Scotland’s local elections are looming, and like the last two elections held across the country, polls show that the outlook is grim for Labour.
A recent poll by Panelbase showed that just 14% of Scots intend to give their first preference vote to Kezia Dugdale’s party.
That’s 12 points behind the Conservatives, and a staggering 33 points behind the SNP. At the last council elections, in 2012, Labour were less than 1% behind the SNP in terms of national first preference votes.
The once dominant Scottish Labour are still in power (either outright or as part of a power-sharing arrangement) in half of Scotland’s 32 local authorities.
With these headline numbers in mind, we took a look at each area Labour is still in outright control, and assess their chances of holding on.
The Holy Grail of Scottish local government. Whoever wins the most seats on Glasgow City council gets control of a budget upwards of £2 billion pounds, and control of Scotland’s biggest city.
It was a turn up for the books when Labour were able to extend their 40-plus year grip on Glasgow at the election of 2012.
Alex Salmond, then First Minister, had made a number of confident predictions that his party would finally win control of the city, but Labour managed to win 44 out of the 80 available seats.
But this time, the SNP pincer movement is even more pronounced, with their grip on Glasgow politics only tightening since five years ago.
Every single one of Glasgow’s MPs and constituency MSPs are representatives of Nicola Sturgeon’s party, and all but the most bullish of local Labour activists concede they are facing an uphill battle to retain control in the famous building on George Square.
Just down the road from Scotland’s biggest city, the council area of Renfrewshire takes in places like Paisley and Johnstone.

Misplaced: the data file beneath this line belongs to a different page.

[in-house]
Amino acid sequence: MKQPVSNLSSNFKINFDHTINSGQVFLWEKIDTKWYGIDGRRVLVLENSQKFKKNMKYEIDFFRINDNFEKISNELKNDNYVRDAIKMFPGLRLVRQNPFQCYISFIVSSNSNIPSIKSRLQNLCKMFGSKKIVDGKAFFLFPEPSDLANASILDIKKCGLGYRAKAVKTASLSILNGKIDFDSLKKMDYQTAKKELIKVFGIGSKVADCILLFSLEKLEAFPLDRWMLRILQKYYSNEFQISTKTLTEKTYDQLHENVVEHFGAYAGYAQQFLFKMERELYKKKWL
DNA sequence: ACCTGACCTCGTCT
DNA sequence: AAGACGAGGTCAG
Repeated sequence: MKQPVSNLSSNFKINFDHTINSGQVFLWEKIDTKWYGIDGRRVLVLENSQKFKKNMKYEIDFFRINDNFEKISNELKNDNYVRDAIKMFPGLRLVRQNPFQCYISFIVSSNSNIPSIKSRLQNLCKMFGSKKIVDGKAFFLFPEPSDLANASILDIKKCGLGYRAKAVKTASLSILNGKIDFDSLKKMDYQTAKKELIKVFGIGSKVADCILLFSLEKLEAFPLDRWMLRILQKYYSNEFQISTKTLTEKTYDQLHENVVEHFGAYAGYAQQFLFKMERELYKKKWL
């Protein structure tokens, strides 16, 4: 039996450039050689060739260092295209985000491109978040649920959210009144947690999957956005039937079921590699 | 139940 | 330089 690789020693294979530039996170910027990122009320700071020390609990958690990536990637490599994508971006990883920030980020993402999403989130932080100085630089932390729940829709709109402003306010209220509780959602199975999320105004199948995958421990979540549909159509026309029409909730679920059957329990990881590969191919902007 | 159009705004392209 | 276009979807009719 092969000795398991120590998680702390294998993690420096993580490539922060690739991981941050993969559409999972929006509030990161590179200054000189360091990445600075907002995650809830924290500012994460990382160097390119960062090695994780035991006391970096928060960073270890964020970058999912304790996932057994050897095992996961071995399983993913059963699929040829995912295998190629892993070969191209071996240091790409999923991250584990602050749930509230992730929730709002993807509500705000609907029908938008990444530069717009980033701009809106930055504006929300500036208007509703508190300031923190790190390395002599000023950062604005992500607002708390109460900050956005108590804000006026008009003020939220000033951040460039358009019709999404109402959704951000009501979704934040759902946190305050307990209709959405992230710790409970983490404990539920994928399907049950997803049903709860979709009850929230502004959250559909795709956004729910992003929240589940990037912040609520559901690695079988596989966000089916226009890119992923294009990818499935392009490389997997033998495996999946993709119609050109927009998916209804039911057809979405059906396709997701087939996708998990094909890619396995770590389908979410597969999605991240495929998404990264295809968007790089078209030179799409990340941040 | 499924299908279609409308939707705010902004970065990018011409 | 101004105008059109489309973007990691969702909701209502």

Another former Labour stronghold that long-term trends showed was slipping away from the party, Labour won a majority of the seats here in 2012.
Labour could be affected by the loss of leader Mark MacMillan, who was viewed even by his political foes as a hard politician to beat.
MacMillan pushed through the plans to bid for the UK City of Culture in 2021, and set out the council’s support for a new rail link to Glasgow Airport.
With some of the SNP’s highest profile councillors often making headlines for all the wrong reasons (three of their number were criticised after publicly burning the Smith Commission report) Labour still have reasons to be cheerful here, despite their poor national poll numbers.
In 2012, this west coast enclave gave Labour one of their biggest victories of the night. The party won double the seats of their nearest rivals, wresting back control from an SNP-led coalition.
A lot has changed, of course, since that election five years ago. West Dunbartonshire was one of four council areas to vote Yes in the independence referendum of 2014.
Despite that, however, Labour stunned many observers in May last year by retaining control of one of the two Scottish Parliament seats that cover the council area.
Jackie Baillie’s 100-vote win over the SNP was a major shock in the Holyrood election, but conventional wisdom is that result had more to do with her backing of the Trident nuclear weapons system based at Faslane.
With that naval base part of the Argyll and Bute constituency, the nuclear issue is much less likely to feature in May’s election.
But with a lot of ground to cover since 2012, the SNP will know it will take a very effective local campaign to win back control of this council.
It took a 2013 by-election victory for Labour to take control of this sprawling council area, which runs from Clydesdale to Hamilton.
A recent by-election has given the SNP a boost, and they have slowly but surely become the dominant force in the area at the Scottish Parliament.
Labour are still in control, for now, but the results of the 2015 and 2016 elections might need them relying on transfers from other parties to get close to their current level of councillors.
The SNP in the area are more and more confident of taking control, at the very least as part of a coalition, after May’s elections.